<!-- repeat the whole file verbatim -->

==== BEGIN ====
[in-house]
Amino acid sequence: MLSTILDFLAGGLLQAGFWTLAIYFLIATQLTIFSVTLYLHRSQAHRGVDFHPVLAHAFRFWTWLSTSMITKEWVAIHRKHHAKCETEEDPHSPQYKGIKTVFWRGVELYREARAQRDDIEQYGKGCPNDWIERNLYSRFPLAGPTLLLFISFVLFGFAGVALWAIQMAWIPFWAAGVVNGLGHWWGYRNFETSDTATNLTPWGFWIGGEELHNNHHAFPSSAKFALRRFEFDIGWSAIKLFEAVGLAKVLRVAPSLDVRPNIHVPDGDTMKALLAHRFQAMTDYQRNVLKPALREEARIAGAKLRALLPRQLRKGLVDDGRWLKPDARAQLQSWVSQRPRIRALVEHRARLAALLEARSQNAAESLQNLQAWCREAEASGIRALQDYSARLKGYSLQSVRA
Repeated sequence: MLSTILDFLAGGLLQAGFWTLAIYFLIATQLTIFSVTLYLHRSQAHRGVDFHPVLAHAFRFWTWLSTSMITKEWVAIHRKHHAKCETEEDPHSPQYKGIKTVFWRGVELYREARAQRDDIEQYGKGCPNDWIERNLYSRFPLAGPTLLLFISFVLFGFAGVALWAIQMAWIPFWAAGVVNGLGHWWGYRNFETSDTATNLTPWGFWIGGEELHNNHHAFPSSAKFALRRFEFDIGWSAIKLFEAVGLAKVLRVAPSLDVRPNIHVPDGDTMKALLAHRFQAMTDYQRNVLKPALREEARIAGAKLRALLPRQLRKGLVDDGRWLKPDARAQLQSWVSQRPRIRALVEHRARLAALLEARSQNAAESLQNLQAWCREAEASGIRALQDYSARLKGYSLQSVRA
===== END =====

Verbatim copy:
[in-house]
Amino acid sequence: MLSTILDFLAGGLLQAGFWTLAIYFLIATQLTIFSVTLYLHRSQAHRGVDFHPVLAHAFRFWTWLSTSMITKEWVAIHRKHHAKCETEEDPHSPQYKGIKTVFWRGVELYREARAQRDDIEQYGKGCPNDWIERNLYSRFPLAGPTLLLFISFVLFGFAGVALWAIQMAWIPFWAAGVVNGLGHWWGYRNFETSDTATNLTPWGFWIGGEELHNNHHAFPSSAKFALRRFEFDIGWSAIKLFEAVGLAKVLRVAPSLDVRPNIHVPDGDTMKALLAHRFQAMTDYQRNVLKPALREEARIAGAKLRALLPRQLRKGLVDDGRWLKPDARAQLQSWVSQRPRIRALVEHRARLAALLEARSQNAAESLQNLQAWCREAEASGIRALQDYSARLKGYSLQSVRA
Repeated sequence: MLSTILDFLAGGLLQAGFWTLAIYFLIATQLTIFSVTLYLHRSQAHRGVDFHPVLAHAFRFWTWLSTSMITKEWVAIHRKHHAKCETEEDPHSPQYKGIKTVFWRGVELYREARAQRDDIEQYGKGCPNDWIERNLYSRFPLAGPTLLLFISFVLFGFAGVALWAIQMAWIPFWAAGVVNGLGHWWGYRNFETSDTATNLTPWGFWIGGEELHNNHHAFPSSAKFALRRFEFDIGWSAIKLFEAVGLAKVLRVAPSLDVRPNIHVPDGDTMKALLAHRFQAMTDYQRNVLKPALREEARIAGAKLRALLPRQLRKGLVDDGRWLKPDARAQLQSWVSQRPRIRALVEHRARLAALLEARSQNAAESLQNLQAWCREAEASGIRALQDYSARLKGYSLQSVRA